"So, along with calling for a celebration of Sita Devi, there is also a calling to return to the commitment of practicing sustainable agriculture. This includes an overall larger goal of moving towards forms of development with zero carbon emissions. It is also an acknowledgement that Sita Devi is indeed the Earth, that our earth is, therefore, sacred and that we cannot continue to despoil her soil, water, air, trees, mountains and glaciers," he emphasizes.
The temple aside, the farm also houses a stone sculpture and painting of Akka Mahadevi, a controversial 12th century savant belonging to the Veerashaiva Bhakti movement, known for her poems in Kannada. This defiant woman from Bidar, who had Allama Prabhu as her guru, scoffed at society and tradition and like nude male sages of that era, refused to cover her body. It is said that so true a devotee was she that Shiva covered her with her own luxuriant hair. In a translation, thus goes one of her famous hymns:
'People, male and female,
When a cloth covering their shame
When the lord of lives,
Lives drowned without a face in the world,
How can you be modest?
When all the world is the eye of the Lord,
Looking on everywhere,
What can you
Cover and conceal?'
Beside Akka Mahadevi in granite, the Fireflies farm has also offered shelter to controversial stone and copper works (2004-05) by UK-based artist Caroline Mackenzie, in collaboration with Indian sculptors T.N. Muniyandi, M. Elumalai, P. Elango, Mahesh, Azad, Viju, Baiju, Ramesh and several others. "The biggest tribute to our work is that they have found such a tranquil home," says Baiju, a resident artist.
Mackenzie's sculpture 'Male Parenting' - essentially showing man as the nurturer, protector of the girl child, administering childbirth - proved controversial a few years ago and found no pedestal in any Indian city. The 'Lion Lady' is the woman-lion incarnation - distinct from the man-lion incarnation of Vishnu.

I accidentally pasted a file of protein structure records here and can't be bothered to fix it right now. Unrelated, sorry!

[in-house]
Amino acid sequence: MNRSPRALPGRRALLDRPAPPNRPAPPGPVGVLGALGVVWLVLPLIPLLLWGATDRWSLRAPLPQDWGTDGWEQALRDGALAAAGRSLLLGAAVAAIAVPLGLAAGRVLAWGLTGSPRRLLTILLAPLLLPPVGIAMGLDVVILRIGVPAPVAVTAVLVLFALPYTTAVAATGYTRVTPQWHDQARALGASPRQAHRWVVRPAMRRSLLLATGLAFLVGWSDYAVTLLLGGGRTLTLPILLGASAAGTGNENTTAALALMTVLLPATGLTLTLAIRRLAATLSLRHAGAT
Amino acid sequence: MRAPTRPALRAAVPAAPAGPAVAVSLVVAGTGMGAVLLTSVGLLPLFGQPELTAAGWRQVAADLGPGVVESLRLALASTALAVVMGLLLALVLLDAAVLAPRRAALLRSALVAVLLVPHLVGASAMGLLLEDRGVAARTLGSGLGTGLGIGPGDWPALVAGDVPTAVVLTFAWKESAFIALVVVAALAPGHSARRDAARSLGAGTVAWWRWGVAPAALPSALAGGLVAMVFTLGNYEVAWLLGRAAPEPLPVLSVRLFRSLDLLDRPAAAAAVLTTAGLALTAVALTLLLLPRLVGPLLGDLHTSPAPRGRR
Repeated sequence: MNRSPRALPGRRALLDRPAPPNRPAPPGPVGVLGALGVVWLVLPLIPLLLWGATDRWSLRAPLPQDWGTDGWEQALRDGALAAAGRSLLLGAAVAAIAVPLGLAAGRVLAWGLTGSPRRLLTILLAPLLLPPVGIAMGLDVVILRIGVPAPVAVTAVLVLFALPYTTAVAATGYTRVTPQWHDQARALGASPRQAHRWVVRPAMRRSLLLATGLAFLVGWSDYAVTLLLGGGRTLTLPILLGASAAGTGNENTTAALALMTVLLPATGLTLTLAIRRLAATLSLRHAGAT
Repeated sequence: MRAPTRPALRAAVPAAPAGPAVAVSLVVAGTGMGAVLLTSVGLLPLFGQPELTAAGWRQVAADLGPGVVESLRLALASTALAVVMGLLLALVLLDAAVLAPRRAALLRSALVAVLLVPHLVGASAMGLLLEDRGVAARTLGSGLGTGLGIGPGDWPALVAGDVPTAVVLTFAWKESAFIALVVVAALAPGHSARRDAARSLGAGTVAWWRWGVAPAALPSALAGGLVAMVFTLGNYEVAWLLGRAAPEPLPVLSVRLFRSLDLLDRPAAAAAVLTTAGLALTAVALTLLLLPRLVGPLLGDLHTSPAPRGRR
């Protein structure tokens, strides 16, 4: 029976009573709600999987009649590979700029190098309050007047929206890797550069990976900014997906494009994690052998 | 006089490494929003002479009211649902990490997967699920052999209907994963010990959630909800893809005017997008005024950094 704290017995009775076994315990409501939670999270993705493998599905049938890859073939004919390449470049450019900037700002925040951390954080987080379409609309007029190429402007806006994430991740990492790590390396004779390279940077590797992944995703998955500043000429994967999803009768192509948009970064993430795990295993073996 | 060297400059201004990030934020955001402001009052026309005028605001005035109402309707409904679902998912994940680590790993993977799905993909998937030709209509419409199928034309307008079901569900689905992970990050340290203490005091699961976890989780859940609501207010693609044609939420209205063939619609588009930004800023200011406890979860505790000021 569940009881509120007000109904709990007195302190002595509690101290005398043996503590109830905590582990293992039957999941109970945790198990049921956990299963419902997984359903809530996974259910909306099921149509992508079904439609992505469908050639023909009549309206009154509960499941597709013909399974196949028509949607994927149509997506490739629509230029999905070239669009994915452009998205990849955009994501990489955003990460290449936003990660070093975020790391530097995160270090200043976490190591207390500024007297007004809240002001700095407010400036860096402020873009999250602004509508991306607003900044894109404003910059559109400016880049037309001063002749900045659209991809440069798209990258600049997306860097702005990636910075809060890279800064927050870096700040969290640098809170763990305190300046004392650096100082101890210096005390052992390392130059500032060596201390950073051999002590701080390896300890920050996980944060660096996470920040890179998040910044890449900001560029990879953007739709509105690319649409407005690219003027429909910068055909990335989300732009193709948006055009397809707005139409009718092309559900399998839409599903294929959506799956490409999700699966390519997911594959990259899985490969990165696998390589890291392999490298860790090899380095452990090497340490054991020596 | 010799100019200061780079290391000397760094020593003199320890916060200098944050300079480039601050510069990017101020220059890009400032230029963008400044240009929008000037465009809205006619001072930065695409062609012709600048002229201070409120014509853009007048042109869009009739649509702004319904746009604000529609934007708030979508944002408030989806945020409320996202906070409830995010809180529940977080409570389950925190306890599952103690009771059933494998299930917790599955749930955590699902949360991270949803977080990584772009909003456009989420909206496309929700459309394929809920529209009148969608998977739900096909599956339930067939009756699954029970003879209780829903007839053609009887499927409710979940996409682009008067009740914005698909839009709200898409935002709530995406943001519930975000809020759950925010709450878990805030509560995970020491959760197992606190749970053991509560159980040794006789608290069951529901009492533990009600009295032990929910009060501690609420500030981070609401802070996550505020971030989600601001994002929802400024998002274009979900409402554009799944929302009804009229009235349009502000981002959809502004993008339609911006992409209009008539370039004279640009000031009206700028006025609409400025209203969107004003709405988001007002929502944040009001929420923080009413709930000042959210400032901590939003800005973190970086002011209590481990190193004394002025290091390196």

Another work is the 'Birth of the Divine Girl', which shows the girl child being sheltered by the Bird Man (Garuda) and received by Earth Woman (Bhoo Devi) while the Mother and Father flank her equally. The artist writes: "The girl child could be seen as being born from the rock" and the man and woman representatives of people "who are receiving a new sense of the consciousness" of self and earth.
The artist also provides a Christian interpretation of this particular work, saying that in contrast to the "terrifying patriarchal image of God, here the male figure looks towards the female child in a supportive and loving way. It is as if he is saying, 'Don't be scared, you can do it, you can overcome all the obstacles. I am here for you. I want you to succeed'".
She writes: "In Christian symbolism, the church is normally referred to in a feminine form. In the sculpture the kneeling woman reaches up to support the process of birth and to receive the leaping child. The idea here is of new type of church where the feminine, the creative, the earth are welcomed and given a place here in the real world."
In interpreting feminism, Fireflies has made the transition from myth to the medieval and then to modernism by selectively choosing some of India's most powerful and abiding symbols and thus managing to establish a very philosophical tradition of uplifting debates which remains subliminal, voiceless yet.
Besides providing space to work to women scholars, philosophers, artists and writers, the art village trains poor village women in pottery and weaving.